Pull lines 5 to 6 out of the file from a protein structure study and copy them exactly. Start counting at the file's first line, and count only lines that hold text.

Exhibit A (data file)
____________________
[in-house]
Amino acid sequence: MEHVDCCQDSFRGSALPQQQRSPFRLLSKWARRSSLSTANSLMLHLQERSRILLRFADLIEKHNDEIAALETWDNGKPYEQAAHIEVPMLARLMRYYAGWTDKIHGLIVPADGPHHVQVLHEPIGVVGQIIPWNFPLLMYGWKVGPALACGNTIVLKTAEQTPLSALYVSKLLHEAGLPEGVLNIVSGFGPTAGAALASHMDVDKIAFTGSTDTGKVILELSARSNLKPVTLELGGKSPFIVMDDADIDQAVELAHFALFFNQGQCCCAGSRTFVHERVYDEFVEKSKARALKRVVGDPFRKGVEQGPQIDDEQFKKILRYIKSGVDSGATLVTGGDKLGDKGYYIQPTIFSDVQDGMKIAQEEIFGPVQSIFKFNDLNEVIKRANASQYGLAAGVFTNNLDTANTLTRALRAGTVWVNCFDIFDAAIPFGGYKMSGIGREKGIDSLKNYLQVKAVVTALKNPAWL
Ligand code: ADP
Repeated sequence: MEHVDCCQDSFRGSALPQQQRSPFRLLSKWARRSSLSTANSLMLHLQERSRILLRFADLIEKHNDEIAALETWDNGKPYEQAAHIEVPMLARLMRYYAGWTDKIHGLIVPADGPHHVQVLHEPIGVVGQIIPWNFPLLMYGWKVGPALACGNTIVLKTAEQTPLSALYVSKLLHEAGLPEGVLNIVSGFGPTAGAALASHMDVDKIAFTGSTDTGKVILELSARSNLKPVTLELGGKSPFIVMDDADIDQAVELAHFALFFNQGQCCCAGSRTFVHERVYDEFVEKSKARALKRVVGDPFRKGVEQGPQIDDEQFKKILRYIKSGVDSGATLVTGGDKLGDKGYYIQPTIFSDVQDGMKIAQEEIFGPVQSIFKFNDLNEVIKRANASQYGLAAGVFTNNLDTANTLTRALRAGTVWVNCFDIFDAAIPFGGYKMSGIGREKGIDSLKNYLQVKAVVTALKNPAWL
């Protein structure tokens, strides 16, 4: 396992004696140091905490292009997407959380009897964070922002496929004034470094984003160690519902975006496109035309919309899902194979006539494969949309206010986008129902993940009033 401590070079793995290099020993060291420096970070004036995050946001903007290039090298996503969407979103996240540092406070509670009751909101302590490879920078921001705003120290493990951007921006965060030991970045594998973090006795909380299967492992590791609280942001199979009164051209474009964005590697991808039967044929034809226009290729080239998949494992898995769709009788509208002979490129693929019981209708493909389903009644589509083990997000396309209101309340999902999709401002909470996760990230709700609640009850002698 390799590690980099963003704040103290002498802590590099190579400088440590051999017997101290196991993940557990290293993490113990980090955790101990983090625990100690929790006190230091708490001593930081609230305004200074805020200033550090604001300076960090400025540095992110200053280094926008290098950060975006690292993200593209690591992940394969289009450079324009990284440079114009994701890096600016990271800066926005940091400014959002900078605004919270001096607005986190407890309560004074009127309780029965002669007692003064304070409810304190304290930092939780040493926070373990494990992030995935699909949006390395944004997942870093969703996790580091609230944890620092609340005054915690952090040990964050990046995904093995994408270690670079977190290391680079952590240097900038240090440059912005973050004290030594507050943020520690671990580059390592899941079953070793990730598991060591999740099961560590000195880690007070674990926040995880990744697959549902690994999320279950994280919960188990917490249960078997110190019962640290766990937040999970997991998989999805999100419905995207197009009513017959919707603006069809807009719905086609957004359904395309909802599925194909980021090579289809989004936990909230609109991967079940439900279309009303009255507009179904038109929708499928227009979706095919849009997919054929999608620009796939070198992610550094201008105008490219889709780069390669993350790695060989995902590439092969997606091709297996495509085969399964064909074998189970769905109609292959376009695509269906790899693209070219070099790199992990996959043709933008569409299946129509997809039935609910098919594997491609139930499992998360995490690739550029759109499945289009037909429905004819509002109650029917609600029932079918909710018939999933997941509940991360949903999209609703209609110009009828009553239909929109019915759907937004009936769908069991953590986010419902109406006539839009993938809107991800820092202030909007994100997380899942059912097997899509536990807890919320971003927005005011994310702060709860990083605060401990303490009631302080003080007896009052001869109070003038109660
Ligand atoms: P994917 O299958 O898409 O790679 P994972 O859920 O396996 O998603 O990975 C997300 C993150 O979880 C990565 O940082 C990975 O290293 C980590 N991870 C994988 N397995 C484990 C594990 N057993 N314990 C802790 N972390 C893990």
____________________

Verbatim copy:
């Protein structure tokens, strides 16, 4: 396992004696140091905490292009997407959380009897964070922002496929004034470094984003160690519902975006496109035309919309899902194979006539494969949309206010986008129902993940009033 401590070079793995290099020993060291420096970070004036995050946001903007290039090298996503969407979103996240540092406070509670009751909101302590490879920078921001705003120290493990951007921006965060030991970045594998973090006795909380299967492992590791609280942001199979009164051209474009964005590697991808039967044929034809226009290729080239998949494992898995769709009788509208002979490129693929019981209708493909389903009644589509083990997000396309209101309340999902999709401002909470996760990230709700609640009850002698 390799590690980099963003704040103290002498802590590099190579400088440590051999017997101290196991993940557990290293993490113990980090955790101990983090625990100690929790006190230091708490001593930081609230305004200074805020200033550090604001300076960090400025540095992110200053280094926008290098950060975006690292993200593209690591992940394969289009450079324009990284440079114009994701890096600016990271800066926005940091400014959002900078605004919270001096607005986190407890309560004074009127309780029965002669007692003064304070409810304190304290930092939780040493926070373990494990992030995935699909949006390395944004997942870093969703996790580091609230944890620092609340005054915690952090040990964050990046995904093995994408270690670079977190290391680079952590240097900038240090440059912005973050004290030594507050943020520690671990580059390592899941079953070793990730598991060591999740099961560590000195880690007070674990926040995880990744697959549902690994999320279950994280919960188990917490249960078997110190019962640290766990937040999970997991998989999805999100419905995207197009009513017959919707603006069809807009719905086609957004359904395309909802599925194909980021090579289809989004936990909230609109991967079940439900279309009303009255507009179904038109929708499928227009979706095919849009997919054929999608620009796939070198992610550094201008105008490219889709780069390669993350790695060989995902590439092969997606091709297996495509085969399964064909074998189970769905109609292959376009695509269906790899693209070219070099790199992990996959043709933008569409299946129509997809039935609910098919594997491609139930499992998360995490690739550029759109499945289009037909429905004819509002109650029917609600029932079918909710018939999933997941509940991360949903999209609703209609110009009828009553239909929109019915759907937004009936769908069991953590986010419902109406006539839009993938809107991800820092202030909007994100997380899942059912097997899509536990807890919320971003927005005011994310702060709860990083605060401990303490009631302080003080007896009052001869109070003038109660
Ligand atoms: P994917 O299958 O898409 O790679 P994972 O859920 O396996 O998603 O990975 C997300 C993150 O979880 C990565 O940082 C990975 O290293 C980590 N991870 C994988 N397995 C484990 C594990 N057993 N314990 C802790 N972390 C893990």